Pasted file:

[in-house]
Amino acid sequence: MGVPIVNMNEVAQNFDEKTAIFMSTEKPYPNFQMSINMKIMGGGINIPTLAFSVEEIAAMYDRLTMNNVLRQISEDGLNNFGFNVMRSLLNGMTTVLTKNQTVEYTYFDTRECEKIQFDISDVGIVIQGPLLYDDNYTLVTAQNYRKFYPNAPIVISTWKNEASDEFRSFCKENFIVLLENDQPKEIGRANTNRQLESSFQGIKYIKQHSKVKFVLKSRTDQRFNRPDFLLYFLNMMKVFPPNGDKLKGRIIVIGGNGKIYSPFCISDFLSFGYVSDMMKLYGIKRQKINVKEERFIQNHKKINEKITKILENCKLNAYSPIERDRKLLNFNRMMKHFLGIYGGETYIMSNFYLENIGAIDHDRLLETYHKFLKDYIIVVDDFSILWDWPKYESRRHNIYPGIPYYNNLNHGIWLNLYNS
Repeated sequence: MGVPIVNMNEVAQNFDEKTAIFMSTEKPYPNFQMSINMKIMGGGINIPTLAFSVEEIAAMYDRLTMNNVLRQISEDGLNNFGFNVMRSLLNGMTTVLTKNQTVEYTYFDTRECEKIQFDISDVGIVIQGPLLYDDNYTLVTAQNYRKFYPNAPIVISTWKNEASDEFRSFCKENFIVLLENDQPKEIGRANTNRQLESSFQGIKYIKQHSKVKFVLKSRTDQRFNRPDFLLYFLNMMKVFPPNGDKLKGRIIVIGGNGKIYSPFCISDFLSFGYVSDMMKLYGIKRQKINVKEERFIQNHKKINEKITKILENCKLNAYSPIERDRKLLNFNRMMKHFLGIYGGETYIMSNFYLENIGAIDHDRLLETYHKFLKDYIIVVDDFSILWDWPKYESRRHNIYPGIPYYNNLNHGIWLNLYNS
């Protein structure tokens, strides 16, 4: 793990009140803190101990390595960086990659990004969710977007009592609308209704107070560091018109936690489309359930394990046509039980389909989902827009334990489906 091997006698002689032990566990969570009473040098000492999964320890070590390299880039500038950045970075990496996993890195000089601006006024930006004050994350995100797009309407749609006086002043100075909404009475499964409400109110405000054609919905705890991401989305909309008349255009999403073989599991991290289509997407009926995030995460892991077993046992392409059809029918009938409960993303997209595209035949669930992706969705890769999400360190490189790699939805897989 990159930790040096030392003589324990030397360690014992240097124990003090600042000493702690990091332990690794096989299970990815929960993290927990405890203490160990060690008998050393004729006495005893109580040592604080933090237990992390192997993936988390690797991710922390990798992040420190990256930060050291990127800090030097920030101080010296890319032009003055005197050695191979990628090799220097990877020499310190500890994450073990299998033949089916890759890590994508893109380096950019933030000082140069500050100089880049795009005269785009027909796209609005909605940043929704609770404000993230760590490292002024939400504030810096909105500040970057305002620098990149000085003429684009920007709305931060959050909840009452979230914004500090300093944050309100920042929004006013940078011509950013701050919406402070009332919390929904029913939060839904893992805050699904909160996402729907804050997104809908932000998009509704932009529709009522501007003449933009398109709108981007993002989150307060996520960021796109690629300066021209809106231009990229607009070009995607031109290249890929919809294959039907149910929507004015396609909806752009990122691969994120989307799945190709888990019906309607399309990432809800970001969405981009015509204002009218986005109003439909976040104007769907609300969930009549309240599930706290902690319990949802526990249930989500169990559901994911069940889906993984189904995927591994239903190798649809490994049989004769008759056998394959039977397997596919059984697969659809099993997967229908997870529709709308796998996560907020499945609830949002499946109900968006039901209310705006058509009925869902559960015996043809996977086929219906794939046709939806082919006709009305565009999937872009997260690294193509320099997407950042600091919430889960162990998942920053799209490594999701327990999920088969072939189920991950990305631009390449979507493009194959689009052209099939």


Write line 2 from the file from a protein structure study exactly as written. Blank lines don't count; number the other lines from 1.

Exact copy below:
Amino acid sequence: MGVPIVNMNEVAQNFDEKTAIFMSTEKPYPNFQMSINMKIMGGGINIPTLAFSVEEIAAMYDRLTMNNVLRQISEDGLNNFGFNVMRSLLNGMTTVLTKNQTVEYTYFDTRECEKIQFDISDVGIVIQGPLLYDDNYTLVTAQNYRKFYPNAPIVISTWKNEASDEFRSFCKENFIVLLENDQPKEIGRANTNRQLESSFQGIKYIKQHSKVKFVLKSRTDQRFNRPDFLLYFLNMMKVFPPNGDKLKGRIIVIGGNGKIYSPFCISDFLSFGYVSDMMKLYGIKRQKINVKEERFIQNHKKINEKITKILENCKLNAYSPIERDRKLLNFNRMMKHFLGIYGGETYIMSNFYLENIGAIDHDRLLETYHKFLKDYIIVVDDFSILWDWPKYESRRHNIYPGIPYYNNLNHGIWLNLYNS